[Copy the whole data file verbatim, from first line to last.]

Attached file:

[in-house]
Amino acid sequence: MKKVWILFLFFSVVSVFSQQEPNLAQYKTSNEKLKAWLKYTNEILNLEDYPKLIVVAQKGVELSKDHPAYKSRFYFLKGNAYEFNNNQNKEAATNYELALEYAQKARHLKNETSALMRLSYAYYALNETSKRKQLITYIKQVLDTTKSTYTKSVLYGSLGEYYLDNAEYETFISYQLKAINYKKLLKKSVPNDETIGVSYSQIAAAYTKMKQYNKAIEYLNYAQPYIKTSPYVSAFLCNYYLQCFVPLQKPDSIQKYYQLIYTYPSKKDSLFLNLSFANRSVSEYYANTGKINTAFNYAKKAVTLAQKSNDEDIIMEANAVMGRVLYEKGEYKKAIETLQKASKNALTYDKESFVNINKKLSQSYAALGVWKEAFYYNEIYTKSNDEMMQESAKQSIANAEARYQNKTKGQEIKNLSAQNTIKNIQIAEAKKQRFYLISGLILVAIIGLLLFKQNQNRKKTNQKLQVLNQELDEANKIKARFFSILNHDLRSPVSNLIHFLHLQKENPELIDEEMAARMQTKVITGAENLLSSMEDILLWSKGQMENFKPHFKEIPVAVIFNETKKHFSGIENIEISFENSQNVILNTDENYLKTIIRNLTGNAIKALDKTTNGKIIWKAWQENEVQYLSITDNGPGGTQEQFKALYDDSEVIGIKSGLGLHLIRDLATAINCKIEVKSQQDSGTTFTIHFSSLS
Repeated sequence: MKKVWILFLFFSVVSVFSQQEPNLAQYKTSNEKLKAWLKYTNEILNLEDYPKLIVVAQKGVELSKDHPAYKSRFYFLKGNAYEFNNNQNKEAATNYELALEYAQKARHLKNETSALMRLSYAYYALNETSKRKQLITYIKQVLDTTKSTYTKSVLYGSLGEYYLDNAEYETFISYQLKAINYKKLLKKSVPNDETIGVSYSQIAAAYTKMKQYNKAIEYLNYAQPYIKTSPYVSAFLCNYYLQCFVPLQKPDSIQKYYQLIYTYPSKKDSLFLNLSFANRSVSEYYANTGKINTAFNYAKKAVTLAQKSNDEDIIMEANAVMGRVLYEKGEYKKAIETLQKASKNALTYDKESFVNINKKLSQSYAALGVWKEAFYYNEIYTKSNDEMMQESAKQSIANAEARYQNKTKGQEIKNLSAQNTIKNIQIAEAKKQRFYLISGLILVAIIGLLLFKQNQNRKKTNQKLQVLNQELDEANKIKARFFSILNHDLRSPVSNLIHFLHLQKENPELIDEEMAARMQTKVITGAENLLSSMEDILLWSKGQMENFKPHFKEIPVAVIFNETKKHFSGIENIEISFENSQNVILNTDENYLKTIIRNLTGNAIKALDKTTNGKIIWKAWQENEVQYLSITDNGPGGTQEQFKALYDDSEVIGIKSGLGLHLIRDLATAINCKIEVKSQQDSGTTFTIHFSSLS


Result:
[in-house]
Amino acid sequence: MKKVWILFLFFSVVSVFSQQEPNLAQYKTSNEKLKAWLKYTNEILNLEDYPKLIVVAQKGVELSKDHPAYKSRFYFLKGNAYEFNNNQNKEAATNYELALEYAQKARHLKNETSALMRLSYAYYALNETSKRKQLITYIKQVLDTTKSTYTKSVLYGSLGEYYLDNAEYETFISYQLKAINYKKLLKKSVPNDETIGVSYSQIAAAYTKMKQYNKAIEYLNYAQPYIKTSPYVSAFLCNYYLQCFVPLQKPDSIQKYYQLIYTYPSKKDSLFLNLSFANRSVSEYYANTGKINTAFNYAKKAVTLAQKSNDEDIIMEANAVMGRVLYEKGEYKKAIETLQKASKNALTYDKESFVNINKKLSQSYAALGVWKEAFYYNEIYTKSNDEMMQESAKQSIANAEARYQNKTKGQEIKNLSAQNTIKNIQIAEAKKQRFYLISGLILVAIIGLLLFKQNQNRKKTNQKLQVLNQELDEANKIKARFFSILNHDLRSPVSNLIHFLHLQKENPELIDEEMAARMQTKVITGAENLLSSMEDILLWSKGQMENFKPHFKEIPVAVIFNETKKHFSGIENIEISFENSQNVILNTDENYLKTIIRNLTGNAIKALDKTTNGKIIWKAWQENEVQYLSITDNGPGGTQEQFKALYDDSEVIGIKSGLGLHLIRDLATAINCKIEVKSQQDSGTTFTIHFSSLS
Repeated sequence: MKKVWILFLFFSVVSVFSQQEPNLAQYKTSNEKLKAWLKYTNEILNLEDYPKLIVVAQKGVELSKDHPAYKSRFYFLKGNAYEFNNNQNKEAATNYELALEYAQKARHLKNETSALMRLSYAYYALNETSKRKQLITYIKQVLDTTKSTYTKSVLYGSLGEYYLDNAEYETFISYQLKAINYKKLLKKSVPNDETIGVSYSQIAAAYTKMKQYNKAIEYLNYAQPYIKTSPYVSAFLCNYYLQCFVPLQKPDSIQKYYQLIYTYPSKKDSLFLNLSFANRSVSEYYANTGKINTAFNYAKKAVTLAQKSNDEDIIMEANAVMGRVLYEKGEYKKAIETLQKASKNALTYDKESFVNINKKLSQSYAALGVWKEAFYYNEIYTKSNDEMMQESAKQSIANAEARYQNKTKGQEIKNLSAQNTIKNIQIAEAKKQRFYLISGLILVAIIGLLLFKQNQNRKKTNQKLQVLNQELDEANKIKARFFSILNHDLRSPVSNLIHFLHLQKENPELIDEEMAARMQTKVITGAENLLSSMEDILLWSKGQMENFKPHFKEIPVAVIFNETKKHFSGIENIEISFENSQNVILNTDENYLKTIIRNLTGNAIKALDKTTNGKIIWKAWQENEVQYLSITDNGPGGTQEQFKALYDDSEVIGIKSGLGLHLIRDLATAINCKIEVKSQQDSGTTFTIHFSSLS